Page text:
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What is Hospice/ Palliative Care?

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Where do Hospice patients live?

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What Are Hospice &

Palliative Care?

As defined by the American Cancer Society, Hospice care is "a special kind of care that focuses on the quality of life for people and their caregivers who are experiencing an advanced, life-limiting illness. Hospice care provides compassionate care for people in the last phases of incurable disease so that they may live as fully and comfortably as possible."

Both Palliative and Hospice care aim to improve the quality of life for patients with life-limiting illnesses. Similarly, both types of care encompass the physical, emotional, and spiritual needs of the patient. The difference between Hospice and Palliative care is that Hospice equates specifically to end of life care. For instance, a middle-aged woman with cancer may receive Palliative care in order to improve her quality of life. She may receive Palliative care while she is receiving aggressive therapies and fighting to beat cancer. However, this woman may receive Hospice care if curing no longer remains an option. Most hospice organizations state that patients with a prognosis of six months or less to live qualify for hospice care. As defined by Crossroads Hospice and Palliative Care, "Palliative care undertakes the same philosophy of full-patient care which can be performed for non-terminal patients, helping them live longer, happier lives."Therefore, full-patient care for patients in their last stage of life receive Hospice care rather than Palliative care on account of their illness being terminal.

Hospice care plans build their foundation upon the wants and needs of patients and their families. Many fields in medicine focus on asking the question: What is the matter with you? Under hospice care, the question changes to: What matters most to you? Subsequently, the preferences of the patients and their families are prioritized when making decisions about the care plan. The focus shifts to managing symptoms and optimizing patients' quality of life rather than treating the disease itself. A common misconception surrounding palliative care exists—people regularly associate hospice care with the negative connotation of death. However, hospice care is the opposite. Hospice care is about living and providing the best quality of life to patients in the remaining time they have left. There a number of ways that you can contribute towards improving the lives of hospice patients, and Letter Angels is an excellent way to make a difference in the lives of hospice patients!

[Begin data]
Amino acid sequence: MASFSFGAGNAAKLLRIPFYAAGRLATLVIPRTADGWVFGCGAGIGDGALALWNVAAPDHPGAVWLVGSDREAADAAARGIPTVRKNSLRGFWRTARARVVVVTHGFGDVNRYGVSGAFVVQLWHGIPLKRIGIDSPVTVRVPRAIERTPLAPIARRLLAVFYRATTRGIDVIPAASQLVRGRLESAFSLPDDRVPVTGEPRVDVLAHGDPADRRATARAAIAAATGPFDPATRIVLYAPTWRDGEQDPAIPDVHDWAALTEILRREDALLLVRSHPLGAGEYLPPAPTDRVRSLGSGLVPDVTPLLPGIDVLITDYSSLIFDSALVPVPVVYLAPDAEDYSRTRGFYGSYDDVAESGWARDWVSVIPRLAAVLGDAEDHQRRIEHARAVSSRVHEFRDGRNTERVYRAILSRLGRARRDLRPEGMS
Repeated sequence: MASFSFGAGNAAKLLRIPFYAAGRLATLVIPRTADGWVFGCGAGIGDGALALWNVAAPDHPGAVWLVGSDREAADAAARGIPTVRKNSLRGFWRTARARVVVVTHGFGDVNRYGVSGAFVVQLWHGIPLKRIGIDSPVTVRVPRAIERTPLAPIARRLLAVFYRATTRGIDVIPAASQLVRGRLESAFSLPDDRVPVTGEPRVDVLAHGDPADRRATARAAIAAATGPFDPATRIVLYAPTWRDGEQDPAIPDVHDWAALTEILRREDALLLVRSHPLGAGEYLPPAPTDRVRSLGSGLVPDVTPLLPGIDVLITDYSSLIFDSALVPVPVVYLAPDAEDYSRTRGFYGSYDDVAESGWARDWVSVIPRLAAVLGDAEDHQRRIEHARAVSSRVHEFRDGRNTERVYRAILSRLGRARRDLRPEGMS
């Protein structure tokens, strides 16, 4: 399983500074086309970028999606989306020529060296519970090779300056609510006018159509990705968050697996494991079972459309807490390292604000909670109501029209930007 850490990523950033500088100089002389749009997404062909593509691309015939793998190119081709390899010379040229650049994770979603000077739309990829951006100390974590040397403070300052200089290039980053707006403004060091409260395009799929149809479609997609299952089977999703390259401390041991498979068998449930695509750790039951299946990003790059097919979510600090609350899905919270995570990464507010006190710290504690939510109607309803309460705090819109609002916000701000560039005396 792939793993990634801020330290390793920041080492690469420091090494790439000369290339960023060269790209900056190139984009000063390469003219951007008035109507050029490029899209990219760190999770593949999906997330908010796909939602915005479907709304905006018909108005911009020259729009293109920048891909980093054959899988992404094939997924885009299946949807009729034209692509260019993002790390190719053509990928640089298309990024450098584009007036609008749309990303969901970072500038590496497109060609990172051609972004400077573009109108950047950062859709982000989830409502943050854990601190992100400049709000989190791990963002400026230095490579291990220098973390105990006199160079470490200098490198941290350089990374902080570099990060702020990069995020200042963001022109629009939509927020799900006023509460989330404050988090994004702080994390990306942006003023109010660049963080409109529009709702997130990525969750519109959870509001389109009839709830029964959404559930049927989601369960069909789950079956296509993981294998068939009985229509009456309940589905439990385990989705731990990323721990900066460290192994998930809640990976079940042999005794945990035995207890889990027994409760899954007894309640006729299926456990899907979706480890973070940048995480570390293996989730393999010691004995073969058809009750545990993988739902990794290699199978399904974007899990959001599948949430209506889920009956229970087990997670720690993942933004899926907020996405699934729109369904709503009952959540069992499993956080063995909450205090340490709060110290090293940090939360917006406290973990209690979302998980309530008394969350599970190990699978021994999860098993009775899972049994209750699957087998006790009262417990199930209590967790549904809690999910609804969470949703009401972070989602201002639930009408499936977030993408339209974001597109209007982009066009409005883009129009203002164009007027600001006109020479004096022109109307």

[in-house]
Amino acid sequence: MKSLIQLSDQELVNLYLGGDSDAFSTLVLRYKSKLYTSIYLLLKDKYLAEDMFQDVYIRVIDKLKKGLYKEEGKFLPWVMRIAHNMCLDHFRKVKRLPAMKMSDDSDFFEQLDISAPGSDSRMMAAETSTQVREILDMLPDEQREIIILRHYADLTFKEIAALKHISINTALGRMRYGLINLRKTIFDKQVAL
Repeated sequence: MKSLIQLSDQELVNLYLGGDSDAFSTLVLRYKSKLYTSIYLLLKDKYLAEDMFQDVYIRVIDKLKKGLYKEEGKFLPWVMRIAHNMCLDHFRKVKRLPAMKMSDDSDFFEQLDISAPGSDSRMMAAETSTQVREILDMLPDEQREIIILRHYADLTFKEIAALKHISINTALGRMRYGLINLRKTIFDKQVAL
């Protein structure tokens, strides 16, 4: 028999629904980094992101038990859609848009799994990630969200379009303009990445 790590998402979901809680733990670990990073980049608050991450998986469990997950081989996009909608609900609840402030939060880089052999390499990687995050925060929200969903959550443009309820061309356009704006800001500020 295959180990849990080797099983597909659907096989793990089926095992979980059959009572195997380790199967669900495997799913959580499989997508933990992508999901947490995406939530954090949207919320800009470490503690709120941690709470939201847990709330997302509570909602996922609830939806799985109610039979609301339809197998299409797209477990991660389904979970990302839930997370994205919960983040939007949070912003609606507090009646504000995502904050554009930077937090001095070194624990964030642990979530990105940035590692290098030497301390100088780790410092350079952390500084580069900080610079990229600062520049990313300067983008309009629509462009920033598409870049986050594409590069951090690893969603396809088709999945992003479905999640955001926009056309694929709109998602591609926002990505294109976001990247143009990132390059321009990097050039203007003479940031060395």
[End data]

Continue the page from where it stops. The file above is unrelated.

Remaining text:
Where Do Hospice Patients Live?

Hospice patients may live at home with family or loved ones, in a nursing facility, or a long-term care facility. In addition, some hospice organizations have their own facilities or are associated with certain hospitals and inpatient residential centers as options for hospice patients who cannot live at home. Most hospice organizations assemble teams composed of doctors, registered nurses, social workers, chaplains, hospice aides, and hospice volunteers. Specialized visits from the patient's care team depends on request, availability of these services, travel requirements, and the patient load of the hospice organization. Hospice teams do their best in order to fulfill the needs and desires of the patients and their families.

Letter Angels focuses on patients living in nursing or long-term care facilities. The Covid-19 pandemic poses a significant barrier between hospice patients and hospice volunteers. In an effort to offer continued support and companionship to hospice patients, Letter Angels was created as a pen-pal system between volunteers and hospice patients.

How Do Care Plans For Hospice Patients Focus on Comfort?

Social isolation has been shown to have a negative impact on the mind and body and have a strong correlation with depression, anxiety, cognitive decline, and sleep deprivation. Consequently, patient isolation can significantly limit a hospice patient's quality of life. Since hospice patients are nearing the end of their lives, it is imperative that they feel comfortable, supported, fulfilled, and find closure. Hospice care plans are designed to accomplish these goals.

With a serious illness, pain and other significant complications resulting from the illness must be managed in hospice patients. The hospice team is trained to care for the patients and manage pain, discomfort, and distress from a physical, emotional, and spiritual standpoint. Ensuring the patient remains pain-free is crucial to the hospice care plan, and the comfort of hospice patients is frequently measured. Care plans are reviewed periodically and are subject to change based on the perspectives of the patients and their families. Hospice staff work closely with the physician on the team so that medications, procedures, and therapies, successfully achieve the goals indicated by the care plan.


1.) Offer hospice patients the chance to foster connections with volunteers and improve patient morale throughout their time in hospice care during the Covid-19 pandemic.

2.) Provide volunteers with the opportunity to remotely give back to the community and broaden their understanding of Hospice and Palliative care.

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